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Banks Credit To Private Sector Up By 51%   
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The Deposit Money Banks (DMBs) credit to the private sector and public institutions over the 12-month period to August 2012 increased significantly to GH¢4,128.7 million representing 51.1%, up from GH¢858.7 million which 11.9 percent recorded for the same period in 2011, according to the Central Bank.

The Outstanding credit at end-August 2012 was GH¢12,202.9 million. The private sector absorbed the bulk of the credit with a share of 84.1 per cent in total credit.

On year on year basis, private sector credit expanded by 43.7 per cent to GH¢10,814.2 million in August 2012, compared to a 22.1 per cent growth in August 2011. In real terms, private sector credit grew by 31.3 per cent compared to 12.7 per cent in August 2011.

Sectoral distribution of the flow of credit to the private sector over the 12-month period to August 2012 shows a generally increasingly more broad-based distribution with the services 21.2%, import trade 14.7%, commerce and finance 14.1% and manufacturing 12.9%.

Response of DMBs rates however was mixed. While the average 3-month deposit rate increased to 10.5 per cent in August 2012, from 7.8 per cent in December 2011, average lending rates declined to 24.5 per cent from 25.9 per cent in the same period. Thus, on a year to date basis, the lending-deposit spread narrowed to 14 per cent in July 2012, compared to 18.2 per cent in December 2011.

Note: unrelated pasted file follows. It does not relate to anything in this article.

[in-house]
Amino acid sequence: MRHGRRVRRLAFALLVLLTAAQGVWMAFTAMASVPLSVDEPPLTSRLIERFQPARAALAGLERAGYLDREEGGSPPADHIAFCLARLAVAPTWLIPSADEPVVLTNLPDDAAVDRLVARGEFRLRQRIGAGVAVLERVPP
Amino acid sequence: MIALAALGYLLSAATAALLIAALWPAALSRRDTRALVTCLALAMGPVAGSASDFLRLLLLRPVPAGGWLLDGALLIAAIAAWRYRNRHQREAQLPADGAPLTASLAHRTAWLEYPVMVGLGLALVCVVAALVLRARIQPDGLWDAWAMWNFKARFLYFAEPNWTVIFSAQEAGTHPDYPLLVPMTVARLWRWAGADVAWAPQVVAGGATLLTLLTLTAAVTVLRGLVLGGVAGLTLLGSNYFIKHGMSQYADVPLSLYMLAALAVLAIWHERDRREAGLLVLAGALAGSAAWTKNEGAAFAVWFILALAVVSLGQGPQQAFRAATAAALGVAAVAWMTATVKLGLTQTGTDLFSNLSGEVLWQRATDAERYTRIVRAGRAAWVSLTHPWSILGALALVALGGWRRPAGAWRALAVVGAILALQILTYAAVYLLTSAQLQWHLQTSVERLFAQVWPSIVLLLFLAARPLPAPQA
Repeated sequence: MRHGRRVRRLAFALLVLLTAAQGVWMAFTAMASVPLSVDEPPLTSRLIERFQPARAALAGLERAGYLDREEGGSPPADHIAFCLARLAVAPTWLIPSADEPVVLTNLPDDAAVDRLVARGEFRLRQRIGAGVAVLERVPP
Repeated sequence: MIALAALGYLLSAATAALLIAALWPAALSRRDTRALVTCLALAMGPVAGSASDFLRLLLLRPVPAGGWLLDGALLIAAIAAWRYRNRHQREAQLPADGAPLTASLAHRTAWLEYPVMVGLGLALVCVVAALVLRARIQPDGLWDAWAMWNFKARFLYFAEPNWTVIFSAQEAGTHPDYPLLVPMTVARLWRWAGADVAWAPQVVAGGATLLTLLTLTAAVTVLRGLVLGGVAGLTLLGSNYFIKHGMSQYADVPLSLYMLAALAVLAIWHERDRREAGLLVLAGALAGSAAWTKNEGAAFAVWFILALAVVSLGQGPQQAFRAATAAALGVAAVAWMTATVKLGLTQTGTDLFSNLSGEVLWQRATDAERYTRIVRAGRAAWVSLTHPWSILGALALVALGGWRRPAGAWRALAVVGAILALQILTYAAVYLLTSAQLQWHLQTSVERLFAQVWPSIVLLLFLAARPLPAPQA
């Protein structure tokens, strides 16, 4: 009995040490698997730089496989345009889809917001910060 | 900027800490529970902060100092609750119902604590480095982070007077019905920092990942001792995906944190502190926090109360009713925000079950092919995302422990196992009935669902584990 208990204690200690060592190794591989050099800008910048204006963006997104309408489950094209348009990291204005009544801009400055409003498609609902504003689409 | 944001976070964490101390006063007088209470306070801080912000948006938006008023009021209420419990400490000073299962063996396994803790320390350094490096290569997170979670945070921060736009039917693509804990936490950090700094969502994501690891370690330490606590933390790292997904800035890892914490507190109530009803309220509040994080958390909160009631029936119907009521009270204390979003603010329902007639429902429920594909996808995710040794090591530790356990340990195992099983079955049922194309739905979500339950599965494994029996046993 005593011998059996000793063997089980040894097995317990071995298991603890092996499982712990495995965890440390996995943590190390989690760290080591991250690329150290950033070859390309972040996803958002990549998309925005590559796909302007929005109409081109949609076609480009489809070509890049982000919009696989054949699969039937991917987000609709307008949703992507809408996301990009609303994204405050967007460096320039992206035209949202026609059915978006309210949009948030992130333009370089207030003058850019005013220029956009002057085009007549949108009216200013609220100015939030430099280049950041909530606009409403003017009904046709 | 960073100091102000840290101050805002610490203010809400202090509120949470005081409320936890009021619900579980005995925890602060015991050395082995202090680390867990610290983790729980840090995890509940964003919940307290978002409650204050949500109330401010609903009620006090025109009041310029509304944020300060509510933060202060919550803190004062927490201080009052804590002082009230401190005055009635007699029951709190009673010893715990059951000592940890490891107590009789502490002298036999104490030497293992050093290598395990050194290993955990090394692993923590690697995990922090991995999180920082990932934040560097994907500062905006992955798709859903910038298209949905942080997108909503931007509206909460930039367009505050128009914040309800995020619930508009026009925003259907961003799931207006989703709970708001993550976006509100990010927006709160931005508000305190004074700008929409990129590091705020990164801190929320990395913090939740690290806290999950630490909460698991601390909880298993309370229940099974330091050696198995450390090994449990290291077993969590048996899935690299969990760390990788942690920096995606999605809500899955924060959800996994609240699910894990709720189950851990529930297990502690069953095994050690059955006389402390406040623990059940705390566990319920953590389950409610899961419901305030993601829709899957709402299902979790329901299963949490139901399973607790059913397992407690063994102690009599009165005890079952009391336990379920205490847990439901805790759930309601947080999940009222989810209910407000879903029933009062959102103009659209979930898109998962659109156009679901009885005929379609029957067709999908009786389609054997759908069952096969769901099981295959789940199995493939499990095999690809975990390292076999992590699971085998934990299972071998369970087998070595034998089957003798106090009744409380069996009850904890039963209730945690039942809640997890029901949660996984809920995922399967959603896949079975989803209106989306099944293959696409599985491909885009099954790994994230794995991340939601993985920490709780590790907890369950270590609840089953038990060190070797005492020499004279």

Base rate quotations for banks ranged between 12.4 per cent and 26.5 per cent in August 2012. On the average, bank’s base rates fell to 21.1 per cent in August from 25.9 per cent in May 2012, despite the policy rate hikes and increasing trend of rates on money market instruments.
Interest rates continued to trend upwards in the money market with a continued preference for medium to longer-dated instruments. Between December 2011 and August 2012, the rates on 91-day treasury bills rose to 22.7 per cent from 10.7 per cent, while 182-day bills rates moved to 22.9 per cent from 11.3 per cent.

The 1-year notes reached 22.5 per cent from 11.3 per cent as the 2-year fixed note rates rose to 23 per cent from 12.4 per cent. Similarly, the 3-year fixed bond increased to 24 per cent from 14 per cent, while 5-year bond went up to 23 per cent from 14.3 per cent.

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